Yew in foreground, spirea in background.

Yew in foreground, spirea in background.

With the passing of the Independence Day holiday, we are officially in mid-summer.

Rhododendrons finished blooming weeks ago, spirea are just wrapping up their first blooms, and those tidy yews are now Chia Pets. So you are going to have to do your mid-summer chores.

By the way, don’t leave your sugary drinks uncovered and then return to them at this time of year either. A foraging yellow jacket may give you a swollen face instead of the refreshment you sought.

This brings us to the stinging insects and your chores. In the photo, the yews needed to be trimmed, but the bordering spirea is full of buzzing pollinators, including honey bees. Is it safe to trim the yew with so many stinging insects close by?

And maybe your rhododendron has gotten a bit too big for its spot. (It almost certainly will get too big if it is planted as an ornamental landscape plant, because its mature size is as tall as small trees). So that needs pruning attention, but nearly every spent bloom has drawn the interest of those fearful, foraging yellow jackets.

It’s the perfect excuse: Honey, I can’t trim those bushes, because either I will get stung, or our food security will be jeopardized by me killing those endangered pollinators. Nice try, but not so fast. Go get those clippers, and I don’t think you will have to carry your epi-pen with you for the chore.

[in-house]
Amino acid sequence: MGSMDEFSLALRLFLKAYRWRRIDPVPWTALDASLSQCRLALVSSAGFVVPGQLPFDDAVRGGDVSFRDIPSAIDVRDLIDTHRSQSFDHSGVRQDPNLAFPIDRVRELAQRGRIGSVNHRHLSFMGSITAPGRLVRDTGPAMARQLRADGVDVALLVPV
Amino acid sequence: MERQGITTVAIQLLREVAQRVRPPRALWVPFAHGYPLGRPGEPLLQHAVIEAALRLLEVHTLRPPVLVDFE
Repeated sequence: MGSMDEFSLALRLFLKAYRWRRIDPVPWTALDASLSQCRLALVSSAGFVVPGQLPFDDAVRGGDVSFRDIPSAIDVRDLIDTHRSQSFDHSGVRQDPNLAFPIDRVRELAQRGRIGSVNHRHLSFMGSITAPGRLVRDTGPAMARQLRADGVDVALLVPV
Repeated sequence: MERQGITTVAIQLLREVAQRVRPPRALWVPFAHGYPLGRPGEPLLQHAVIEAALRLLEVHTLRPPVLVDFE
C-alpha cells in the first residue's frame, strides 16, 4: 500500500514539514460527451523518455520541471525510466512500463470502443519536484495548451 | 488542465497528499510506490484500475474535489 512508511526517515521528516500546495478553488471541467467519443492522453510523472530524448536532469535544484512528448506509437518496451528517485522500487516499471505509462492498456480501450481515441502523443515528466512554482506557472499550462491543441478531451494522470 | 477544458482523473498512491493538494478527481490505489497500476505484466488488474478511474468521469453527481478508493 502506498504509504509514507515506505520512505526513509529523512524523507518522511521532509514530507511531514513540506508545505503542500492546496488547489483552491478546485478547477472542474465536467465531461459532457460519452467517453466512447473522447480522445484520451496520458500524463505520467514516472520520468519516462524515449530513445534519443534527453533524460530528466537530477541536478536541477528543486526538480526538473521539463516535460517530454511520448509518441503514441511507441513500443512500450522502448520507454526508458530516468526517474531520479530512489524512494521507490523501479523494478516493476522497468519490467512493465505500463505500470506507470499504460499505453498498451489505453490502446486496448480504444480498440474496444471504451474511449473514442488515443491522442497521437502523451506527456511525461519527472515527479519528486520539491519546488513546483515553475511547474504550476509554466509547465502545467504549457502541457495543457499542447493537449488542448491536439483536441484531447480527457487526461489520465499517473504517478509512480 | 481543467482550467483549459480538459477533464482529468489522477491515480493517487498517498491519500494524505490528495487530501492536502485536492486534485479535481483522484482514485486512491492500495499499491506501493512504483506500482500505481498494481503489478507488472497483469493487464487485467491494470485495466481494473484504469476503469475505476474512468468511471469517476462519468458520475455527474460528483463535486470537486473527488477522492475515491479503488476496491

Honey bees generally sting for two reasons — and remember that while a sting hurts you, it costs the honey bee her life! Honey bees sting to defend their hive, or if their life is threatened. When the spirea they are pollinating is bumped by someone trimming a neighboring yew, or when their honey-producing white clover patch is threatened by an approaching lawnmower, they simply move on to a more peaceful place to work.

Although they are more aggressive, it’s the same with the yellow jacket. Unless they have made their hive in or very close to the rhododendron, you can safely prune the shrub while being surrounded by the fearsome creatures. Even though I get at least a day’s worth of flu-like symptoms when I get stung, I have trimmed hundreds of rhododendrons while surrounded by yellow jackets, and I have never been stung in the process.

If there is a nest close by, however, that’s a different story. You can easily find a nest by watching the air traffic in the area you will be working. Look closely, and you will see a regular flight pattern, with insects buzzing into and out of the nest. Follow the flight pattern, and you will find the nest. Do not put yourself in the middle of or too close to that path, and you should be safe.

Joshua Arp is an ISA-certified municipal specialist, Clarks Summit’s municipal arborist and an operator of an organic lawn and landscape maintenance business. Reach him at josarhuap@aol.com.

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